The researchers did not find an association between total fast food consumption and BPA. However, they did find an  association between fast food meat intake and BPA,  which corresponds to the small but growing evidence from other studies suggesting that hamburgers may be a source of BPA exposure.

These findings are of concern to all of us because phthalates and bisphenol A (BPA) are widely used industrial chemicals that may adversely impact human health. Studies detect phthalates in 98% of the US population. They are found in a wide variety of products (including plastics and personal care products), and can enter the human body via ingestion, inhalation, and absorption through the skin. How are we exposed to them in fast food? Phthalates and BPA are typically found in food packaging and some leaches out into food. Some can also leach into food from dairy product tubing, in lid gaskets, food preparation gloves, conveyor belts, etc. Thus we ingest phthalates and BPA when we consume processed or packaged food. Fast food may be an especially important source of exposure to phthalates and BPA because it is highly processed, packaged, and handled.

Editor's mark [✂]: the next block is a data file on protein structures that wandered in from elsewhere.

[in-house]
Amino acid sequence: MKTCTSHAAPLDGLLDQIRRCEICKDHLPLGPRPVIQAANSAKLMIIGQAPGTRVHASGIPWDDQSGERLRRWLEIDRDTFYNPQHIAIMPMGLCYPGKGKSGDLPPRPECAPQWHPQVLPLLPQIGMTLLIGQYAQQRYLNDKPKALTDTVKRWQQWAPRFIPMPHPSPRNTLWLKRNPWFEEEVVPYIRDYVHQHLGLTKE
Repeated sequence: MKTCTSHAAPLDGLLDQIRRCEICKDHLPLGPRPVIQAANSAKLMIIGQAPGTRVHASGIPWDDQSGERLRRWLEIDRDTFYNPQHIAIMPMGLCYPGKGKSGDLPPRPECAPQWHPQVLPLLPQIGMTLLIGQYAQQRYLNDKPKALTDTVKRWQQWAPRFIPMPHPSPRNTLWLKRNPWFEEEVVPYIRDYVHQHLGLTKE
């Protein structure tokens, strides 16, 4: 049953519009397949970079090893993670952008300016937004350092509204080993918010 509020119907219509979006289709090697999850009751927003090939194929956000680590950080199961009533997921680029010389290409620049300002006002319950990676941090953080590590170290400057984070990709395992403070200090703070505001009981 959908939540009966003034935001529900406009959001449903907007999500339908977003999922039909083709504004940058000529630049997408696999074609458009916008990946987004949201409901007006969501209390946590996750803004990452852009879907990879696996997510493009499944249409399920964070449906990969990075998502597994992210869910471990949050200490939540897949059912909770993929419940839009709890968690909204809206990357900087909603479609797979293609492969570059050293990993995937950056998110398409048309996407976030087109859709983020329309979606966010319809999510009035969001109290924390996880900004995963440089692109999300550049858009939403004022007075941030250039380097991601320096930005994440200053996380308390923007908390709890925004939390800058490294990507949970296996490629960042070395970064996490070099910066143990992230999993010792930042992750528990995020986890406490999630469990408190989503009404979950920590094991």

Studies have demonstrated that the phthalates DEHP and DiNP are endocrine (hormone) disruptors, and that human exposure has been associated with adverse reproductive, neurobehavioral, and respiratory health effects. BPA is also an endocrine disruptor. We are all being exposed numerous ways, but the lower the levels, the better. The good news is that once in the body, phthalates and BPA are quickly metabolized and excreted in urine, with elimination half-lives of less than 24 hours. Thus you can quickly reduce the levels in your body. And you should try. From Science Daily:

Fast food may expose consumers to harmful chemicals called phthalates

People who reported consuming more fast food in a national survey were exposed to higher levels of potentially harmful chemicals known as phthalates, according to a study published by researchers at Milken Institute School of Public Health (Milken Institute SPH) at the George Washington University.

"People who ate the most fast food had phthalate levels that were as much as 40 percent higher," says lead author Ami Zota, ScD, MS, an assistant professor of environmental and occupational health at Milken Institute SPH. "Our findings raise concerns because phthalates have been linked to a number of serious health problems in children and adults."Phthalates belong to a class of industrial chemicals used to make food packaging materials, tubing for dairy products, and other items used in the production of fast food. Other research suggests these chemicals can leach out of plastic food packaging and can contaminate highly processed food.